• Cold filtered water
    • Raw apple cider vinegar to help extract minerals from the bones
    • Green peppercorns to improve the digestive profile of the broth
    • Organic vegetables, herbs and other seasonings, including kombu, dulse, etc.
    • Unrefined salt and/or fermented fish sauce.

You can prepare your broth via stovetop, roasting pan in the oven, slow cooker, pressure cooker or by continuous method. Before making your broth, here’s something to consider: If you are on the GAPS Diet or other gut-healing protocol, a short cooking time is recommended.

To prepare with a basic stovetop technique, roast the bones for 30 to 40 minutes at 350°. This step is optional, but creates a richer flavor profile for the broth. Next, fill your stock pot 75 to 80% full of leftover bones and add filtered water to just cover the bones. Add a dash of apple cider vinegar and let sit for 30 minutes. Bring your broth to a hard simmer/light boil (NOT a rolling boil) and “skim the scum” from the top. (The scum bits are the impurities and denatured proteins that will cloud your broth.) Reduce the heat, add your  green peppercorns, and simmer very lightly for several hours. You’ll know your broth is simmering at the right temperature if a couple bubbles gently surface every now and again. As our very own Real Food Carolyn says, “just a bloop bloop bloop” at the top is perfect. 😉 Towards the end of your simmer (or when you are reheating), try adding in onions, leeks, carrots and celery. Also consider aromatics like parsley, garlic, ginger, turmeric and more. Toss in whatever flavor profiles you like best!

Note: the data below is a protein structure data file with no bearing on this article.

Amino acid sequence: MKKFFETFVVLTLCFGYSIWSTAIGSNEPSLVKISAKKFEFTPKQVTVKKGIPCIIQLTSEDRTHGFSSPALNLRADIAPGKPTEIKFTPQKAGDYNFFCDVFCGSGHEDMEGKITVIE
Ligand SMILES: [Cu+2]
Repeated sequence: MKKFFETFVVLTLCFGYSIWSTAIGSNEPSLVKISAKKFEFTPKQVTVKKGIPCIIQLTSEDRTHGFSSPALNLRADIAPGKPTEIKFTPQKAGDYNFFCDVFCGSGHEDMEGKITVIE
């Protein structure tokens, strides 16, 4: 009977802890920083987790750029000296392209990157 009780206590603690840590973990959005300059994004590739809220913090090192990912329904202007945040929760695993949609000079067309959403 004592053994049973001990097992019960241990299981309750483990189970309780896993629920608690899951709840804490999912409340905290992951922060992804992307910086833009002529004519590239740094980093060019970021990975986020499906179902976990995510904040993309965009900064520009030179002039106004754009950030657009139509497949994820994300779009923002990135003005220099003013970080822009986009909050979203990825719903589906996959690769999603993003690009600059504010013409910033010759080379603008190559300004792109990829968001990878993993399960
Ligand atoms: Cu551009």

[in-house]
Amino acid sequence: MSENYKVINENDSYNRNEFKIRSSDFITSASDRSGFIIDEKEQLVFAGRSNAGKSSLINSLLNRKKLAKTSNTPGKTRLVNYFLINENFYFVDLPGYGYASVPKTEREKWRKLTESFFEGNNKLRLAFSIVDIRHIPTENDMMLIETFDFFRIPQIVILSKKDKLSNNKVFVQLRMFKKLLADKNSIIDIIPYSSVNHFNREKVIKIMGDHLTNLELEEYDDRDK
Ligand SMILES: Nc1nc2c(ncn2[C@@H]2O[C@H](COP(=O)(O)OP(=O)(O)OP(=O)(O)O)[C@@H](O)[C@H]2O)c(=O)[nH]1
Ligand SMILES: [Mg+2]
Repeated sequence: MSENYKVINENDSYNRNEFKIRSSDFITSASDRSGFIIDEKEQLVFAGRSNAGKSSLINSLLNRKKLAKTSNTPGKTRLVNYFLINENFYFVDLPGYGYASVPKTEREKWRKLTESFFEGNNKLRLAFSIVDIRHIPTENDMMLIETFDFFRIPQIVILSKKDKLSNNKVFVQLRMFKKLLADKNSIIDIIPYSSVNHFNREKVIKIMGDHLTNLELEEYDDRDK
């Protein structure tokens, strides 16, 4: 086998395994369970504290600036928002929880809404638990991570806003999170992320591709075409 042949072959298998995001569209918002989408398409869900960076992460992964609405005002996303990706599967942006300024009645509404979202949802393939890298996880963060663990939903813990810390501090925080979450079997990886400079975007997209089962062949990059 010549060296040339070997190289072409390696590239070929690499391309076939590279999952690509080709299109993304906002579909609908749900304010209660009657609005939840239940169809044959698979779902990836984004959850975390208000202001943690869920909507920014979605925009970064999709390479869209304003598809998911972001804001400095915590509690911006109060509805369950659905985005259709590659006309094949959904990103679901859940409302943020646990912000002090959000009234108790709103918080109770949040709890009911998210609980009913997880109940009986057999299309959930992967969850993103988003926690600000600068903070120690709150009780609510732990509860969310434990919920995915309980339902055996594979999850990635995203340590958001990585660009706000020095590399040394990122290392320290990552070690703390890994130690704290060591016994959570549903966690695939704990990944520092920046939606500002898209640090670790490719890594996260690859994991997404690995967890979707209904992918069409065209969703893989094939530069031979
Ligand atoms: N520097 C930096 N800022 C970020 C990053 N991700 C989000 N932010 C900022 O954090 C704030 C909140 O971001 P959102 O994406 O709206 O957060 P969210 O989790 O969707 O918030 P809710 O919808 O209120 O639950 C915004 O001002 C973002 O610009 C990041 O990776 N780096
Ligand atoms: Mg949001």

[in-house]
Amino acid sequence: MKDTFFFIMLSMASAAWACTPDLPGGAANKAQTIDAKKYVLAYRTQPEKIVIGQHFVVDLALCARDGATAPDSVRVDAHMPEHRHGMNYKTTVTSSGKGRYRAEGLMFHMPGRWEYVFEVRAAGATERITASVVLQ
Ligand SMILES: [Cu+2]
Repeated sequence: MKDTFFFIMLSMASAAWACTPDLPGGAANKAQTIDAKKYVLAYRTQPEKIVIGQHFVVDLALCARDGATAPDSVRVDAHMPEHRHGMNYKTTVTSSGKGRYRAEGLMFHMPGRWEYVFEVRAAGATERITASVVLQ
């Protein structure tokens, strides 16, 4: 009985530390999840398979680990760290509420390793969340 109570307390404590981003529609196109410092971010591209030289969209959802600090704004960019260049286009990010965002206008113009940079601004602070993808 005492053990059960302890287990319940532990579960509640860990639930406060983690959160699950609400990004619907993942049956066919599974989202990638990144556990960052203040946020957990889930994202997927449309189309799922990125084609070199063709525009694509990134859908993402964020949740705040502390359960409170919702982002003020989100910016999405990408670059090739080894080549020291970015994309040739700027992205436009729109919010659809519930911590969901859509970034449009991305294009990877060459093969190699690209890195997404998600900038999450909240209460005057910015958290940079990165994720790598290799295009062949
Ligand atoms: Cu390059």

To prepare in a slow cooker – place the same ingredients from above into your slow cooker and set on low for 12 or more hours. You’ll need to watch carefully to determine the best heat setting. You may also need to prop the lid slightly open to prevent a hard boil. There’s no need to “skim the scum” – it will sink to the bottom over time.

Continuous broth-making is the process of ladling out a good portion of your prepared broth from the slow cooker every 12 to 24 hours and replacing it with more filtered water. You can add a few fresh bones each time. Try breaking up the larger bones (if you are able) to release more nutrients. Your later batches will not be as nutritious or gelatinous as the earlier ones. Please note that longer simmering times can create free glutamates, which are a natural substance that can be irritating to those who are sensitive to MSG. This is an awesome method for making large batches of healing broth for your whole family – just be aware of potential irritants!